The Free-market Welfare State
Today I’m proud to release my latest paper for the Niskanen Center, “The Free-Market Welfare State: Preserving dynamism in a volatile world.” You can find it here.
The paper proposes a set of principles for a “free-market welfare state” research and reform agenda, based around a simple but provocative thesis: America’s historical combination of free-markets and limited income security is fundamentally unstable. Either we get better at complementing markets with comprehensive income and re-employment supports, or the forces of creative destruction will generate anti-market backlashes with lasting political consequences:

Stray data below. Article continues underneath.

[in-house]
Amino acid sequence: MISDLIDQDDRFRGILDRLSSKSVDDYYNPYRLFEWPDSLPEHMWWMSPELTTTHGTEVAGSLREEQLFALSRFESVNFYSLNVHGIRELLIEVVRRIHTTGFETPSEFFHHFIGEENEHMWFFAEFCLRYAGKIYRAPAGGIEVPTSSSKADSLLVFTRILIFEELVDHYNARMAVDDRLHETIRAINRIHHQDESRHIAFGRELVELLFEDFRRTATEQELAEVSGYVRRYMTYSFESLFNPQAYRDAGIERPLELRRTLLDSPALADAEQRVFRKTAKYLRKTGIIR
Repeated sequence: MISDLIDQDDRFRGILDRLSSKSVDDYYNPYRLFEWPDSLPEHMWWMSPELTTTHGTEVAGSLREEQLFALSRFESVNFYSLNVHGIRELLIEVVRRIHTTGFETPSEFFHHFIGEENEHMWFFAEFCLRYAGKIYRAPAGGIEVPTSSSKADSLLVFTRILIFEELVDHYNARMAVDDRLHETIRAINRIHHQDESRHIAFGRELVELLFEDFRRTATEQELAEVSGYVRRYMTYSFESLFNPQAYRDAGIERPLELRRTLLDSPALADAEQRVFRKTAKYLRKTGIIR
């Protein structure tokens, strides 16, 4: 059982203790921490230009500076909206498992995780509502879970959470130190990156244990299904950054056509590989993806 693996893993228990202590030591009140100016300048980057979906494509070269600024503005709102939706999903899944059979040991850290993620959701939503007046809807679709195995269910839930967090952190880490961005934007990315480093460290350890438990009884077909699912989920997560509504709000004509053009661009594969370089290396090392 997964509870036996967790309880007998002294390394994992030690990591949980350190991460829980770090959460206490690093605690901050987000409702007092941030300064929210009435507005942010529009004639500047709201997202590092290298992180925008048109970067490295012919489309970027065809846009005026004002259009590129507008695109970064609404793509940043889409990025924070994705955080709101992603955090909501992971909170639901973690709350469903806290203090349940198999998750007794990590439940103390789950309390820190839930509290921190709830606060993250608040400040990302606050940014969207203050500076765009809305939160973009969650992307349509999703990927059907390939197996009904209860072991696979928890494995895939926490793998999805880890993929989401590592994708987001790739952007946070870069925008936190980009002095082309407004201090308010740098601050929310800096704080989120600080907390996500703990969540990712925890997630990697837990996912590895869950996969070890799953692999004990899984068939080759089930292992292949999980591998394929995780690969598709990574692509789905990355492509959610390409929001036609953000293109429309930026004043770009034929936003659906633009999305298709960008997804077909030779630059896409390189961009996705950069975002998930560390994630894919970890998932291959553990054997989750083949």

The fallout from China’s entry to the World Trade Organization (WTO) in 2001 is a clear case in point. Cheaper imports benefited millions of Americans through lower consumer prices. At the same time, Chinese import competition destroyed nearly two million jobs in manufacturing and associated services—a classic case of creative destruction. Yet rather than help those workers adjust, our social insurance system left them to languish. In the regions of the United States most exposed to import competition, Social Security Disability Insurance (SSDI) was more than twice as responsive to the economic shock as unemployment insurance and Trade Adjustment Assistance (TAA) combined, even though it is one of the most restrictive disability programs in the developed world. Indeed, while critics of the welfare state often argue the United States spends a trillion dollars a year on social programs, only about a quarter of this comes close to anything resembling cash or quasi-cash income support—about the same annual amount spent subsidizing employer-based health insurance.